Person

Augustus Saint-Gaudens

Black and white photograph of Augustus Saint-Gaudens in his early thirties.
Black and white photograph of Augustus Saint-Gaudens in his early thirties

George C. Cox

Quick Facts

Augustus Saint-Gaudens helped shape a distinctly American school of art. His sculptural works continue to influence how Americans view their country, its past, and the United States’ place in the world.


Saint-Gaudens was born in Ireland to Mary McGuiness and Bernard Saint-Gaudens, a French shoemaker. Six months later, the family emigrated to New York City. At age 13, he began apprenticing as a cameo cutter for the next six years. After mastering this intricate craft, Saint-Gaudens traveled to France and studied sculpting at the École des Beaux-Arts. He later spent five years in Rome along with many other American artists.

The young sculptor returned to the United States in 1875 and the following year received his first major public commission, a monument to Admiral David Glasgow Farragut. After its 1881 unveiling in Manhattan, Saint-Gaudens’ fame grew and other commissions soon followed. During the next 25 years, he completed over 150 artworks including the General William T. Sherman Monument in New York and the Robert Gould Shaw and 54th Massachusetts Infantry Regiment Memorial in Boston. His vision and technique brought life-like qualities and stirring emotions to bronze, plaster, stone, and wood. The gold coins he designed at the request of President Theodore Roosevelt remain one of his lasting legacies. His numerous pieces changed the way the world regarded American art and artists. 

The influential sculptor played an outsized role in the drive to construct a singular American identity and public memory. His many monuments placed notable American figures in the aesthetic tradition of Ancient Greece and Rome. These bronze sculptures firmly affixed a model of heroism to symbolic places as Americans everywhere grappled to define citizenship. He further cemented a national identity through planning positions for the 1893 World’s Columbian Exposition in Chicago and the 1901 McMillan Plan to redesign the layout of the National Mall in Washington, DC.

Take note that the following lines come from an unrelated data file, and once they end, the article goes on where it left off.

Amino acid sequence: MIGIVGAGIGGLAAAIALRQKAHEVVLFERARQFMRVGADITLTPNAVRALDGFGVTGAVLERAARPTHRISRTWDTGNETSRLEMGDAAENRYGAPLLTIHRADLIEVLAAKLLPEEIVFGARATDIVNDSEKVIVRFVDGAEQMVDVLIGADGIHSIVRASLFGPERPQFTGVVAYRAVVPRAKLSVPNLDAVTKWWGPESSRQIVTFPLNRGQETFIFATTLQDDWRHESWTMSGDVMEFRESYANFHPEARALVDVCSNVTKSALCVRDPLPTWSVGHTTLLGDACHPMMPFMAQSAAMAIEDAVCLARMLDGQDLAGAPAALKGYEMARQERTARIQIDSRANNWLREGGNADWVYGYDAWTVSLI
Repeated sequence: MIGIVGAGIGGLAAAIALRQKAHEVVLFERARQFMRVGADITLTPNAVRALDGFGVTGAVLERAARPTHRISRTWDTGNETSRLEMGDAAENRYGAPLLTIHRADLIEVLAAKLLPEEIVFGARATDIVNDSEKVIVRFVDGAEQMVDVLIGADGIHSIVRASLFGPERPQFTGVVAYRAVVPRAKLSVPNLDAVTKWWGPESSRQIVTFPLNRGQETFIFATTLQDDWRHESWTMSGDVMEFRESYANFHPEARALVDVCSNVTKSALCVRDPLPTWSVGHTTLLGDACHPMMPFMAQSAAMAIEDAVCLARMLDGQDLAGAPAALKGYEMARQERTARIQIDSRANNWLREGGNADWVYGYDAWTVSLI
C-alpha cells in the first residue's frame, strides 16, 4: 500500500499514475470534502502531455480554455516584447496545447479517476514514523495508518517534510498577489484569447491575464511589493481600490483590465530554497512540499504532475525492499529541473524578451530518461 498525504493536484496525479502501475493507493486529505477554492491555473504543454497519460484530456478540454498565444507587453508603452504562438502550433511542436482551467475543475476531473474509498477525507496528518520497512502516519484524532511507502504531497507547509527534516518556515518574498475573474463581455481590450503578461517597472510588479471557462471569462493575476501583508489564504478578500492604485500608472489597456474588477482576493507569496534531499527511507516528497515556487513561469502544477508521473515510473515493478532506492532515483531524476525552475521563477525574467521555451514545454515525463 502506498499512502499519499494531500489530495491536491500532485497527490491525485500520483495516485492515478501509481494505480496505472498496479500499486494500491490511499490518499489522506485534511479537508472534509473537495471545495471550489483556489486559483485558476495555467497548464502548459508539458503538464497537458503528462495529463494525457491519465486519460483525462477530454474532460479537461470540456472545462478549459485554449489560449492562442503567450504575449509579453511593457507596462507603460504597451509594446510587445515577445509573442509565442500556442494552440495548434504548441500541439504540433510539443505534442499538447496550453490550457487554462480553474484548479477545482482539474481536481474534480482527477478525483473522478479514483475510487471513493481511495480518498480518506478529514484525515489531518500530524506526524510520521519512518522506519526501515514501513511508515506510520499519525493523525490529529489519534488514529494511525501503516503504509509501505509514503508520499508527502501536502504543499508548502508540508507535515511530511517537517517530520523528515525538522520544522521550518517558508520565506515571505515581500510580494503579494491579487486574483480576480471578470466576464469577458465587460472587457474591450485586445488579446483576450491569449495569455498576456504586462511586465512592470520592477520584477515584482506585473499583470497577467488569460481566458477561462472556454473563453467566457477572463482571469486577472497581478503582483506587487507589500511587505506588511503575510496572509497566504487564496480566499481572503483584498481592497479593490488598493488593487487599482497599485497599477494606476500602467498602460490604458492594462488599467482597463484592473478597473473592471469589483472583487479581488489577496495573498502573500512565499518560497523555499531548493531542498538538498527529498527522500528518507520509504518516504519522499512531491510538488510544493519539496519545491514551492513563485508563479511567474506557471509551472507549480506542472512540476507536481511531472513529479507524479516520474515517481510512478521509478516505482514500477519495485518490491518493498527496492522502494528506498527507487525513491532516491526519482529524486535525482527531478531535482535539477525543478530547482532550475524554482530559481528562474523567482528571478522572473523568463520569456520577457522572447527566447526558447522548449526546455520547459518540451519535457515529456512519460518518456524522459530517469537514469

Throughout his career, Saint-Gaudens supported the advancement of public art in the United States and taught a new generation of American artists. In 1888, he began teaching at the Art Students League in New York City. Numerous other artists and craftspeople served as assistants to this executive sculptor. Notable students include Annetta Johnson Saint-Gaudens, Fredrick MacMonnies, Henry Hering, and Mary Lawrence. Saint-Gaudens also juried exhibits, administered scholarships to young artists, and served on committees that awarded commissions.

In 1873, Saint-Gaudens met Augusta Homer of Roxbury, Massachusetts while living in Rome. They were married four years later and, in 1880, Augusta Homer Saint-Gaudens gave birth to Homer Schiff Saint-Gaudens. In the early 1880s, Augustus Saint-Gaudens began a relationship with the model Albertina Hultgren who became known as Davida Johnson Clark. In 1889, she gave birth to their son, Louis Paul Clark.

The Saint-Gaudens family began summering in Cornish, New Hampshire in 1885 where their presence led to the formation of the Cornish Art Colony. Saint-Gaudens initially modified a barn to complete his work and eventually constructed a series of studios for his growing sculptural operations. Upon receiving a cancer diagnosis in 1900, Saint-Gaudens settled year-round at the property he referred to as ‘Aspet’. He continued to live and work there until his death in 1907.

Saint-Gaudens National Historical Park continues to preserve and interpret the home, artwork, properties, and life of this renowned American artist.